The Cheatham County Board of Education voted unanimously to waive facility usage fees for any groups that involve students for the rest of the academic year.

The facility policy amendment proposed by board member Jennifer Hamblin at the Sept. 5 board meeting says that any group or event that is not school-sponsored but involves or impacts students or children in Cheatham County are exempt from paying a facility usage fee until at least next June.

The amended policy drops the required payment to the district for youth sports leagues, Boy Scouts, Girl Scouts, the Christmas Anonymous event and the Cheatham County Kids Autism Awareness event, among others. If those groups decide to make a voluntary payment to help with utility costs during their event, the district would accept it, school board spokesman Tim Adkins said.

Groups that are not student-related will continue to pay a facility usage fee.

Cheatham County Youth Basketball Association officials had said at an August school board workshop that it would ask each of its six schools to raise $3,000 so the league could donate $18,000 to the school district to help pay for utility costs. The league will also shorten its season and each team will play two games on Saturdays to help lower costs.

Cheatham County Mayor Kerry McCarver told the board at the September meeting that the county will make a one-time payment of $30,000 to the school district to help cover utility costs. That payment will be taken from the county’s Parks and Recreation Department budget.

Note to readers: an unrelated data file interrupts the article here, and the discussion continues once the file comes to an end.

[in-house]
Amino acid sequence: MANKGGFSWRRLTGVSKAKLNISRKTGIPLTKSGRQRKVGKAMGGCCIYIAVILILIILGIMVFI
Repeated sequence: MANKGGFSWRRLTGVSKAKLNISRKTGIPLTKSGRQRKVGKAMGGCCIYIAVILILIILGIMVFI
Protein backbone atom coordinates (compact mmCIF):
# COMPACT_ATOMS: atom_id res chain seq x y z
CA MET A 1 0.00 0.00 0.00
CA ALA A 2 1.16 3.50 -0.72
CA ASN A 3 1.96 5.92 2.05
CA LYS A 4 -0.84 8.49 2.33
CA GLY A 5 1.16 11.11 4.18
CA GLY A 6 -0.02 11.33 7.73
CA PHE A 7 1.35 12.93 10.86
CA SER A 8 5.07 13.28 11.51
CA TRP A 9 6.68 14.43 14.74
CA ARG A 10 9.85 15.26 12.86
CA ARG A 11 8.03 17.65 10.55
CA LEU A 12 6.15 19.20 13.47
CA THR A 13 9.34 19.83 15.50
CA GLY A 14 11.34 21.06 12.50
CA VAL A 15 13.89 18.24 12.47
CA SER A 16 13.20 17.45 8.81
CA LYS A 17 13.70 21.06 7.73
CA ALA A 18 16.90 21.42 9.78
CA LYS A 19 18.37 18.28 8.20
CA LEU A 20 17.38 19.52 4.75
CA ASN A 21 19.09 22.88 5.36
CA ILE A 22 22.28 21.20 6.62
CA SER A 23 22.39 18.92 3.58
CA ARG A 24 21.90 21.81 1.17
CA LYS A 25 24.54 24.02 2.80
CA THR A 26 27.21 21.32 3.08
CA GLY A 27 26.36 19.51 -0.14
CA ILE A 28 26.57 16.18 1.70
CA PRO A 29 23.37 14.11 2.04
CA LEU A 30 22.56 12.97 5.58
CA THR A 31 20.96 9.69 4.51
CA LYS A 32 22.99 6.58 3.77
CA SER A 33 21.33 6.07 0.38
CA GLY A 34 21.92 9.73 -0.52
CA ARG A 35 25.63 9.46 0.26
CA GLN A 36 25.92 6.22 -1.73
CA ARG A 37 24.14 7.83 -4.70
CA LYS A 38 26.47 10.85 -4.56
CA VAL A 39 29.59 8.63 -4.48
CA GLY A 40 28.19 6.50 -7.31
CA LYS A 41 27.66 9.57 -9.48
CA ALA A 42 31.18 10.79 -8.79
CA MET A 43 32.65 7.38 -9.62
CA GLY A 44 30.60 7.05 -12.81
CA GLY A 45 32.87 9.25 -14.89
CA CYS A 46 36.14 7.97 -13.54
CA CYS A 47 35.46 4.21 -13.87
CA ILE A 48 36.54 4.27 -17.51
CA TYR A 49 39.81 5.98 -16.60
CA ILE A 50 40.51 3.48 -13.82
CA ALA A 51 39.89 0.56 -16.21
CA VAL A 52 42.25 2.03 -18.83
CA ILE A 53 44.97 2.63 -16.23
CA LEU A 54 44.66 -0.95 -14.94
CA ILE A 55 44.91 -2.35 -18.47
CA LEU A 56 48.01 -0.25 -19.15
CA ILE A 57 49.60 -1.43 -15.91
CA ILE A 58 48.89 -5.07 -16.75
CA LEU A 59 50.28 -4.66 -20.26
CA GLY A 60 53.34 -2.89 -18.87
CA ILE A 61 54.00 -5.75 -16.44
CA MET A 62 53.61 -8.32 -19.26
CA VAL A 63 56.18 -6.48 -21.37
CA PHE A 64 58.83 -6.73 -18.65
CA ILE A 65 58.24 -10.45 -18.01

Last July the board voted to step up the enforcement of its policy of charging all groups to use schools for extracurricular activities. That decision came after a report to the board that the district’s utilities bill was nearly $200,000 above the payments it did collect.

Parents and officials with those groups strongly criticized the decision, saying it would hit the groups or event with a higher cost that they could not afford.

Board chairman John Louallen said that the district has the technology to track electrical usage in all of its facilities, which will help to determine the schools budget for that.

About 20 people — many of them affiliated with the basketball league — attended the Aug. 29 workshop to discuss the revised policy with the board members. Many of the board members said they are struggling with paying the bills while not reducing opportunities for kids in the county.

“I don’t want to be thought of as not a good community partner,” Director of Schools Dr. Cathy Beck said at the workshop. “We are really between a rock and a hard place here. I am torn between being fiscally responsible and benefitting our kids.”

Louallen said the board will review how to apply and enforce its facilities assessment fees next spring as part of its 2020-21 budget planning.

The board has scheduled a workshop for Thursday at 6:30 p.m. to discuss plans for a proposed bus barn. At its August workshop, the board received an update on a plan for the bus barn with an approximately $4 million pricetag.

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